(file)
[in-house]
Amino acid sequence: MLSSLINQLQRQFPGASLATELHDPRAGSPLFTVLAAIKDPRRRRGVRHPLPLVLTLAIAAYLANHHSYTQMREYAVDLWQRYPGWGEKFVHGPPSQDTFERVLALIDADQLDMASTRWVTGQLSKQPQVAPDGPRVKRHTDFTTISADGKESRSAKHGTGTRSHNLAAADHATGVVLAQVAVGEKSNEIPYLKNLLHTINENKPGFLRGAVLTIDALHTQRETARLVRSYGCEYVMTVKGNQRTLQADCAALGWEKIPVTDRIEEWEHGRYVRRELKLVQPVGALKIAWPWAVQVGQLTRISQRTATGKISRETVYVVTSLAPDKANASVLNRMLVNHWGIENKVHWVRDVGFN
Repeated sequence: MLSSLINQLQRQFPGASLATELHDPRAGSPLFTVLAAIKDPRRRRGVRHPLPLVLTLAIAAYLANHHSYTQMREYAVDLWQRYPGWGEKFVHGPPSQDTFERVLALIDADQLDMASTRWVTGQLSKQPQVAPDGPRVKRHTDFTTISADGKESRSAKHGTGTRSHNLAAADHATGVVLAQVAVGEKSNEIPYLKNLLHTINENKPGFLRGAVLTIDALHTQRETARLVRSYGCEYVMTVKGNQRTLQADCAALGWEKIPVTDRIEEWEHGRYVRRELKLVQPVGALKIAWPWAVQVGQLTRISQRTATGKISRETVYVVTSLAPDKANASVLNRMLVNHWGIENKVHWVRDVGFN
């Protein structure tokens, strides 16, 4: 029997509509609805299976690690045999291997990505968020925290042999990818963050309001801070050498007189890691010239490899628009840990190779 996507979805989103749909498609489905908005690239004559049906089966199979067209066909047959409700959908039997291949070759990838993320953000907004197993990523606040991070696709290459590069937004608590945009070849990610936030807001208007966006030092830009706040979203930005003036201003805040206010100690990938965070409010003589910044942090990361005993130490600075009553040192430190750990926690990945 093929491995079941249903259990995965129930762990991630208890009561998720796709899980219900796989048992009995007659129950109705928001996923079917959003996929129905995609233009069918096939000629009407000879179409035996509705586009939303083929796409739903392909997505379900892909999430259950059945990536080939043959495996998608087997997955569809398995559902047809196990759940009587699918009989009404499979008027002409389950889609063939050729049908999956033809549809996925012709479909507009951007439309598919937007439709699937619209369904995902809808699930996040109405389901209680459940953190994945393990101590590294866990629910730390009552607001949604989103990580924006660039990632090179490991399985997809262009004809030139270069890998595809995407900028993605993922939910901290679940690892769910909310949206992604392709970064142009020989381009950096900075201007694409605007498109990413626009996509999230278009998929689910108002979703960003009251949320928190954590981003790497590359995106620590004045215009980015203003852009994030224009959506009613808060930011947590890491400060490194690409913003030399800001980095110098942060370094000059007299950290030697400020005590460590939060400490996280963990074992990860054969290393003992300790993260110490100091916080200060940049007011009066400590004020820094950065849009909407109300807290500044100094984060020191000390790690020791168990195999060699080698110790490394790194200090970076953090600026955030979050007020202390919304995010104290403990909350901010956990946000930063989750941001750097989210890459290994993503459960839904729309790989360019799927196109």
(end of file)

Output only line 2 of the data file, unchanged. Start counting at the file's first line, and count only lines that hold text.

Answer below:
Amino acid sequence: MLSSLINQLQRQFPGASLATELHDPRAGSPLFTVLAAIKDPRRRRGVRHPLPLVLTLAIAAYLANHHSYTQMREYAVDLWQRYPGWGEKFVHGPPSQDTFERVLALIDADQLDMASTRWVTGQLSKQPQVAPDGPRVKRHTDFTTISADGKESRSAKHGTGTRSHNLAAADHATGVVLAQVAVGEKSNEIPYLKNLLHTINENKPGFLRGAVLTIDALHTQRETARLVRSYGCEYVMTVKGNQRTLQADCAALGWEKIPVTDRIEEWEHGRYVRRELKLVQPVGALKIAWPWAVQVGQLTRISQRTATGKISRETVYVVTSLAPDKANASVLNRMLVNHWGIENKVHWVRDVGFN